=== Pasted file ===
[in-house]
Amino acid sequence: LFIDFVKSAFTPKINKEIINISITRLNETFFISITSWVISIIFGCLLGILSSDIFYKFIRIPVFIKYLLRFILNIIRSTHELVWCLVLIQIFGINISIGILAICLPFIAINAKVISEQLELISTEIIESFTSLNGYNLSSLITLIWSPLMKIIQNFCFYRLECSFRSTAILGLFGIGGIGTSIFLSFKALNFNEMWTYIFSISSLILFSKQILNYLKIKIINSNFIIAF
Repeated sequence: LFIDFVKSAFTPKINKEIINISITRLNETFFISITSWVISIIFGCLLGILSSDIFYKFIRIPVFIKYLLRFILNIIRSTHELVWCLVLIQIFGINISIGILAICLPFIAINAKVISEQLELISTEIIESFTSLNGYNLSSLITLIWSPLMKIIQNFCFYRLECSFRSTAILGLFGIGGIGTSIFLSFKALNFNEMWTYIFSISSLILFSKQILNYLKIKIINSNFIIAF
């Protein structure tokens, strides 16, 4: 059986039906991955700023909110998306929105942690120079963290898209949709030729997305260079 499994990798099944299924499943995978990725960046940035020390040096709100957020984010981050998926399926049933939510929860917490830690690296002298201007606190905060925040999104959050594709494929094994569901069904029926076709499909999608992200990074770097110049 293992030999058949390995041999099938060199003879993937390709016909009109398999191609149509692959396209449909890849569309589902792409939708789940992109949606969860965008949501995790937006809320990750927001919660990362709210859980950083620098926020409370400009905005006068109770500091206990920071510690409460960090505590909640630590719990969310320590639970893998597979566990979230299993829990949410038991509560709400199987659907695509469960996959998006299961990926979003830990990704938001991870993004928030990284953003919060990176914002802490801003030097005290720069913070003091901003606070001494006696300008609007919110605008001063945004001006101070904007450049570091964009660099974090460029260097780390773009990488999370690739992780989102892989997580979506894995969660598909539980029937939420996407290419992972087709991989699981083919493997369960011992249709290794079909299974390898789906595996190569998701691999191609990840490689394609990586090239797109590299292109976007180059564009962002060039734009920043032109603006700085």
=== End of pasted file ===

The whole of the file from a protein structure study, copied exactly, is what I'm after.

[in-house]
Amino acid sequence: LFIDFVKSAFTPKINKEIINISITRLNETFFISITSWVISIIFGCLLGILSSDIFYKFIRIPVFIKYLLRFILNIIRSTHELVWCLVLIQIFGINISIGILAICLPFIAINAKVISEQLELISTEIIESFTSLNGYNLSSLITLIWSPLMKIIQNFCFYRLECSFRSTAILGLFGIGGIGTSIFLSFKALNFNEMWTYIFSISSLILFSKQILNYLKIKIINSNFIIAF
Repeated sequence: LFIDFVKSAFTPKINKEIINISITRLNETFFISITSWVISIIFGCLLGILSSDIFYKFIRIPVFIKYLLRFILNIIRSTHELVWCLVLIQIFGINISIGILAICLPFIAINAKVISEQLELISTEIIESFTSLNGYNLSSLITLIWSPLMKIIQNFCFYRLECSFRSTAILGLFGIGGIGTSIFLSFKALNFNEMWTYIFSISSLILFSKQILNYLKIKIINSNFIIAF
């Protein structure tokens, strides 16, 4: 059986039906991955700023909110998306929105942690120079963290898209949709030729997305260079 499994990798099944299924499943995978990725960046940035020390040096709100957020984010981050998926399926049933939510929860917490830690690296002298201007606190905060925040999104959050594709494929094994569901069904029926076709499909999608992200990074770097110049 293992030999058949390995041999099938060199003879993937390709016909009109398999191609149509692959396209449909890849569309589902792409939708789940992109949606969860965008949501995790937006809320990750927001919660990362709210859980950083620098926020409370400009905005006068109770500091206990920071510690409460960090505590909640630590719990969310320590639970893998597979566990979230299993829990949410038991509560709400199987659907695509469960996959998006299961990926979003830990990704938001991870993004928030990284953003919060990176914002802490801003030097005290720069913070003091901003606070001494006696300008609007919110605008001063945004001006101070904007450049570091964009660099974090460029260097780390773009990488999370690739992780989102892989997580979506894995969660598909539980029937939420996407290419992972087709991989699981083919493997369960011992249709290794079909299974390898789906595996190569998701691999191609990840490689394609990586090239797109590299292109976007180059564009962002060039734009920043032109603006700085």